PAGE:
This is a music video series by Jordan Reyne.
By Len Phelan in Britain:
Jordan Reyne: Strong enough to be different
Tuesday 7th April 2015
In her other life, JORDAN REYNE produces excellent podcasts for the People’s Assembly. But, as she tells Len Phelan, when she isn’t engaged in that vital work she’s busy carving out a career as an innovative musician with a radical, feminist edge to her work
CURRENTLY touring Europe with Slovenian legends Laibach, Jordan Reyne is about to release a new EP entitled Maiden, which follows on from her previous records Mother and Crone.
Described as a goth-folk artist, and with a growing legion of fans in Britain and on the continent, Reyne grew up in an isolated spot on the west coast of New Zealand’s South Island.
“Cape Foulwind is a wild place,” she says, “where the nearest city is three hours’ drive and the sea never tires of hurling itself on the jagged roots of mountains. Almost no-one lives there and what little space there is between mountains and waves is often filled with rain.”
It’s a place where you can’t help but fall in love with folklore, the stories of men and women from England, Ireland and Wales who came and lost their lives there, she explains.
As a child, she found “odd ways” to amuse herself: “My habit of hollering back at the sea while banging bits of old iron was not what my parents called musical,” she says. “They made me learn to sing and play, to spare themselves the torment.”
Such early experiences shaped the music she makes today. “It’s a blend of fact and folklore — found tales and found sound from the cast-offs of coal mines and factories to homemade drums and farm implements. It’s a coming together of stories told in Celtic-style melody and hypnotic tribal beats.”
But the trilogy of EPs she’s produced tell stories which are not simply fable. “I wanted to do a project that spoke of the experiences of women at different life stages or the tales of how others see them,” she says. “Growing up in such an unusual environment made me very aware of how people’s expectation of my behaviour seemed to come from somewhere I hadn’t been.”
The EP project began after talking to her mother about her experience of old age.
She told her of what it’s like to feel the same self she’s been for her entire life but, looking incredulously in the mirror, thinks: “Who the hell is this old woman? Is that seriously me?”
How certain “kinds of people” are or should act — assumptions based on age, race, gender or religion — is an issue that exercises Reyne. “Old age invokes certain ideas on how and who one is meant to be,” she stresses. “If we have wrinkles, we are expected to be a different kind of character than if we don’t.
“If we don’t feel old — and my mother is certainly one of the most alive people I know — then our inner ideas of who we are come into conflict with what we are led to believe the facts of our physical age imply. We feel that in being ourselves, people get confused and walk away.”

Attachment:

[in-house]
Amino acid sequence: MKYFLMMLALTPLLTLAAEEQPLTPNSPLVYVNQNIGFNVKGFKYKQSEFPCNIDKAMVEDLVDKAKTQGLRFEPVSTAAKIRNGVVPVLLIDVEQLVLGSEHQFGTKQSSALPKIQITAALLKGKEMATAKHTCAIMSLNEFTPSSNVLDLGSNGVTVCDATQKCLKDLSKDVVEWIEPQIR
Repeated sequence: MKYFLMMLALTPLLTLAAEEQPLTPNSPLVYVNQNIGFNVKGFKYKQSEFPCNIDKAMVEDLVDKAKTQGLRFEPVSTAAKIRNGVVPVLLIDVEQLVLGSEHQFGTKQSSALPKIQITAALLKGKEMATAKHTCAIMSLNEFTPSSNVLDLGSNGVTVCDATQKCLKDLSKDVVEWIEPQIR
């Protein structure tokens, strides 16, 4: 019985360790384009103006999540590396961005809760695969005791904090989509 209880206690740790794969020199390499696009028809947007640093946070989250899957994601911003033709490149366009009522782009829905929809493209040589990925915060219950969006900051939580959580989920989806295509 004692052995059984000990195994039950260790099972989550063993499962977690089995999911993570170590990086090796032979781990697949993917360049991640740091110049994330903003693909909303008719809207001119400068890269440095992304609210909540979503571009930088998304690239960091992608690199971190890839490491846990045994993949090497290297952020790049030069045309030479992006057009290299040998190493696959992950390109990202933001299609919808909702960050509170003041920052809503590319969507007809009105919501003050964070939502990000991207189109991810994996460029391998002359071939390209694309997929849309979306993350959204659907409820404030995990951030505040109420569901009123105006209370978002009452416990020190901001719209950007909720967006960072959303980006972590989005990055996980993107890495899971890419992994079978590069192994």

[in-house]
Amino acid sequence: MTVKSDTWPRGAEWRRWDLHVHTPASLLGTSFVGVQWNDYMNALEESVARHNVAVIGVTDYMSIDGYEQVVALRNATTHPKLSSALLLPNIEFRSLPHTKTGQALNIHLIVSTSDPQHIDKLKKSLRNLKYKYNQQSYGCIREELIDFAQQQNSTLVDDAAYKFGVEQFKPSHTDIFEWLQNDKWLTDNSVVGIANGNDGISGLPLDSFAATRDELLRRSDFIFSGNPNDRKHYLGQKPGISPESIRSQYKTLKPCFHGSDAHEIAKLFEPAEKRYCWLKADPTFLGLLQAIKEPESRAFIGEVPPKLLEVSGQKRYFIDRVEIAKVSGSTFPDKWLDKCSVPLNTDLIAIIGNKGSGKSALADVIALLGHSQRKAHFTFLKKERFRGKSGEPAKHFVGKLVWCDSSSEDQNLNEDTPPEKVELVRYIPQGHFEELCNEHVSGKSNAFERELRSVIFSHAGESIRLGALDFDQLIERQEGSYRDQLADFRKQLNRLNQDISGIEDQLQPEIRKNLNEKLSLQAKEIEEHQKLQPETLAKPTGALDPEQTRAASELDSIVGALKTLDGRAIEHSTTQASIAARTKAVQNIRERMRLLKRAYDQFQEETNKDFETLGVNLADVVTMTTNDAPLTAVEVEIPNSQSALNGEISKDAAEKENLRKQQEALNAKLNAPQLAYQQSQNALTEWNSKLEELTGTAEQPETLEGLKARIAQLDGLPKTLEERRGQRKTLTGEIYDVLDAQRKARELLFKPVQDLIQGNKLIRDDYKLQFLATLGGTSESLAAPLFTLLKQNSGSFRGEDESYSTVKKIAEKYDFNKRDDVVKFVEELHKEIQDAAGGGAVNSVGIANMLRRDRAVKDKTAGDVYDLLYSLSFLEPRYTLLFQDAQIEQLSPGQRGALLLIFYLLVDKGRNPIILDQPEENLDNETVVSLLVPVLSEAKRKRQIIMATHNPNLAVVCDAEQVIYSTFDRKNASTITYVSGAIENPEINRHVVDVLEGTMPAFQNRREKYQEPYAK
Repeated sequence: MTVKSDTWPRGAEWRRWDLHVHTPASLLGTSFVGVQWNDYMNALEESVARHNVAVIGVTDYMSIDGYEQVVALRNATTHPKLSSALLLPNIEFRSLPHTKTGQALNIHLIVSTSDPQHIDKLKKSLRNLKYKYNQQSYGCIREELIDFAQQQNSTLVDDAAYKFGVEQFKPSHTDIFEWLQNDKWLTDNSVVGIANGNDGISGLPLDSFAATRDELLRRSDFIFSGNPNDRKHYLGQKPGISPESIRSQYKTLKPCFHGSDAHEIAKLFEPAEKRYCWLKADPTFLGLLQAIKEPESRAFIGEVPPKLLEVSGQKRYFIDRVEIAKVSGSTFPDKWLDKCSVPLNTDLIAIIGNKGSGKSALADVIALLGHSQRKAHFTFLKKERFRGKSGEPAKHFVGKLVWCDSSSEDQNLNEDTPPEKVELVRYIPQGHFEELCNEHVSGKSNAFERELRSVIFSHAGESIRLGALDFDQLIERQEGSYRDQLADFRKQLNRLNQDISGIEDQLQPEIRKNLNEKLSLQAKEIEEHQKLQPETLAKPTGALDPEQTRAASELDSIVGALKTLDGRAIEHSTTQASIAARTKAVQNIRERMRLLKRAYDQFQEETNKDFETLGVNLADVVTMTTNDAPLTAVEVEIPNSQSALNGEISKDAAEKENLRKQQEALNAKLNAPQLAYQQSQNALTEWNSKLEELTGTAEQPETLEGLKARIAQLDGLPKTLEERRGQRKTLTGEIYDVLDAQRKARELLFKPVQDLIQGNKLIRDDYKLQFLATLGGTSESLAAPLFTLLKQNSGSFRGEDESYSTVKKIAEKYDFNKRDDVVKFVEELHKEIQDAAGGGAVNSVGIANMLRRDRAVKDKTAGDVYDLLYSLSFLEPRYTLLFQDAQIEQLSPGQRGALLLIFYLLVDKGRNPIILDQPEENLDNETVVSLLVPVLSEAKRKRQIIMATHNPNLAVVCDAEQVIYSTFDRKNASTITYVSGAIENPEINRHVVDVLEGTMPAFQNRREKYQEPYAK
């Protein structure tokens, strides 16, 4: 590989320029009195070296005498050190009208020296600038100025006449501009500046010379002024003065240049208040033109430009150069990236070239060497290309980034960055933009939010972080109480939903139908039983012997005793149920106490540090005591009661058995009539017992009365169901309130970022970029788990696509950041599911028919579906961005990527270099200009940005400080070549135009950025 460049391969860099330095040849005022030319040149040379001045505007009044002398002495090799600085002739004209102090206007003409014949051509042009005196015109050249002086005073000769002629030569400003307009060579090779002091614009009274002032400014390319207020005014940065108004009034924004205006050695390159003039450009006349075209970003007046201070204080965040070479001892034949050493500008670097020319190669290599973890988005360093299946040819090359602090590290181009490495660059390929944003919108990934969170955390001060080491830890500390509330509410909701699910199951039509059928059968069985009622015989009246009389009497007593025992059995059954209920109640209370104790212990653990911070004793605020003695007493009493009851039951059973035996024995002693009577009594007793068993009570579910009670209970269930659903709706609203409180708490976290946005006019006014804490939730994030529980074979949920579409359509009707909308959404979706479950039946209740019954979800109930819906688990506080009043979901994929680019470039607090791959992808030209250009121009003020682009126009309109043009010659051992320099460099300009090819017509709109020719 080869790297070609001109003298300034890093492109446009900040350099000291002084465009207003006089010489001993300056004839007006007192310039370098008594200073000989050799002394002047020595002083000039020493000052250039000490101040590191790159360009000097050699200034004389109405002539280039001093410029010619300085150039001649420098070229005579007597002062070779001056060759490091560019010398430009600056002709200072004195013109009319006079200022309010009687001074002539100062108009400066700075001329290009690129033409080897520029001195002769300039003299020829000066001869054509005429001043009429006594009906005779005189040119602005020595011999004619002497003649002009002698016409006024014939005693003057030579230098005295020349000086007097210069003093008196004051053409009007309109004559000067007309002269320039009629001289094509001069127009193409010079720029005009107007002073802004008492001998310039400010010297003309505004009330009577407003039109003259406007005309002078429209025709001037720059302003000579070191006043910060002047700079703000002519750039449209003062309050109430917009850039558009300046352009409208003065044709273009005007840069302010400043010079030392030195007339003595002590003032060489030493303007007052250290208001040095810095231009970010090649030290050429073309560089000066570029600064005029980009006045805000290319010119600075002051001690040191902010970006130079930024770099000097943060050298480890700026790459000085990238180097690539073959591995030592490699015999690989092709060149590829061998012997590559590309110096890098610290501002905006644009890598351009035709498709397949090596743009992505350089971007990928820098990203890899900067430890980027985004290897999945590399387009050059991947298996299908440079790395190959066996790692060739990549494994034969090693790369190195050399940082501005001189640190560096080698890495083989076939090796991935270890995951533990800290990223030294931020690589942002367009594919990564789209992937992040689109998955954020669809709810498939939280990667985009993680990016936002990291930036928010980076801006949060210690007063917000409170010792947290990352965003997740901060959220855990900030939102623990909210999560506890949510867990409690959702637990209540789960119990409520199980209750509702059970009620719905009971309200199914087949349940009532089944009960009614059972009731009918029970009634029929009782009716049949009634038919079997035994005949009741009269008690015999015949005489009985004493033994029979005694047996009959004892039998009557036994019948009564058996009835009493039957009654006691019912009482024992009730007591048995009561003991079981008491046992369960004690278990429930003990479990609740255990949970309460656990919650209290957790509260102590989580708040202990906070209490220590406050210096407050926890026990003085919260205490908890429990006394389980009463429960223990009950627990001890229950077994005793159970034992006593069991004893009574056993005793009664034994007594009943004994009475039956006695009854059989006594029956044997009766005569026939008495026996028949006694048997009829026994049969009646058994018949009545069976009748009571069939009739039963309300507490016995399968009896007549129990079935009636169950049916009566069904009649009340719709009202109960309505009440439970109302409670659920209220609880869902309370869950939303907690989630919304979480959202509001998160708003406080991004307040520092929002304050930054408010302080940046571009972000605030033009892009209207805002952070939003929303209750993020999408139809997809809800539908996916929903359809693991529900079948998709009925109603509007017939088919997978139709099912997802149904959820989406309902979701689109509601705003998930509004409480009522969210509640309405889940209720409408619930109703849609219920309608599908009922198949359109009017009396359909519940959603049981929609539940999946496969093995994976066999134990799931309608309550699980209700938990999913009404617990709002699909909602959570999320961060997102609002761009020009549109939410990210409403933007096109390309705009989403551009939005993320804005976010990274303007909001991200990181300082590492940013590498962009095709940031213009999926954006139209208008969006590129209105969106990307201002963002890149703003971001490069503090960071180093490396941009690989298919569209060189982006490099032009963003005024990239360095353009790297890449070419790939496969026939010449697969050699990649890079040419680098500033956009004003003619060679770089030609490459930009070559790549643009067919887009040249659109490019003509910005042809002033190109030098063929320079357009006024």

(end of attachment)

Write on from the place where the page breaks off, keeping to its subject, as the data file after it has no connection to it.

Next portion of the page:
Alluded to in advertising, film, popular culture and fiction, the images of the maiden, the mother and the crone have been passed down through time with certain character attributes pre-assigned and, says Reyne, “they limit our understanding of a person — we don’t let them just be.”
To counter those assumptions the songs on the EPs, reflecting three life stages, are real stories set into folkoric form, “where women battle with, or conform to, expectation. Or where others comment on how they think those women should behave.”
Her mother’s experience of being deemed invisible has a positive side, she feels. “It gives you a certain amount of leeway. As an inherently shy person, my mother often bottled what she felt, for fear of being told it was not acceptable to disagree.
“Nowadays, she has a new-found confidence to say whatever the hell she thinks. Loudly. Being outside ‘the gaze’ in everyday encounters, she can voice opinions she didn’t dare utter before.
She’ll tell the local politician on the election hustings that he’s failed to address the issues, or the pompous ex-lecturer in her book club group that he should stop imagining he is the only one in the room that knows anything. All things she would never have done before.”
The Crone EP coincides with Reyne’s adoption of “the hag” character on stage, a horned horror backed by pagan rhythms built up live with loop machines.
“The hag not only sings but screams when she feels slighted. She is political, irascible and passionate — because, for once, she gets to say what she thinks. Despite the fact that she may not be listened to.”
The maiden on the final EP of the trilogy is the innocent whose nascent sexuality is as alluring as it is corruptible.
“When I left the place I grew up, living in the city was as exciting as it was scary,” Reyne says.
“There were so many eyes and so many pictures, slogans and broadcasts that seemed to want to help you be these things that fit what was wanted from young women.”
But, she points out, the real seducer is capitalism itself, with its overwhelming messages of polarised gender, narcissism, consumption and trappings of glamour which are often pushed their way. “It is dedicated to the quirky girls — those who are strong enough to be different,” Reyne says.
And that pretty well sums up this intriguing and adventurous artist who dares to challenge the stereotyping of women so persuasively.
The music from all three EPs is being toured throughout Europe, including Britain, until November this year and the Crone EP is released on April 27, details: jordanreyne.com.